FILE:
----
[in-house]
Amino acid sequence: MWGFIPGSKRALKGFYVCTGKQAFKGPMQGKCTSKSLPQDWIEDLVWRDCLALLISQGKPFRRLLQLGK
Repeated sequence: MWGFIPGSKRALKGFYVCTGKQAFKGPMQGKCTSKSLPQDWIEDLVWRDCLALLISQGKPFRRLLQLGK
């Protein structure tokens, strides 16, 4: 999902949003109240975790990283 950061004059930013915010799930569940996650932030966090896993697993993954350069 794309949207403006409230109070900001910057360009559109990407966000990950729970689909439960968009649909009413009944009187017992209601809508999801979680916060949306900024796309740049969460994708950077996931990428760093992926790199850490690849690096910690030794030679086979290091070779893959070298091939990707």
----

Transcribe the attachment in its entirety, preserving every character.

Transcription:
[in-house]
Amino acid sequence: MWGFIPGSKRALKGFYVCTGKQAFKGPMQGKCTSKSLPQDWIEDLVWRDCLALLISQGKPFRRLLQLGK
Repeated sequence: MWGFIPGSKRALKGFYVCTGKQAFKGPMQGKCTSKSLPQDWIEDLVWRDCLALLISQGKPFRRLLQLGK
């Protein structure tokens, strides 16, 4: 999902949003109240975790990283 950061004059930013915010799930569940996650932030966090896993697993993954350069 794309949207403006409230109070900001910057360009559109990407966000990950729970689909439960968009649909009413009944009187017992209601809508999801979680916060949306900024796309740049969460994708950077996931990428760093992926790199850490690849690096910690030794030679086979290091070779893959070298091939990707």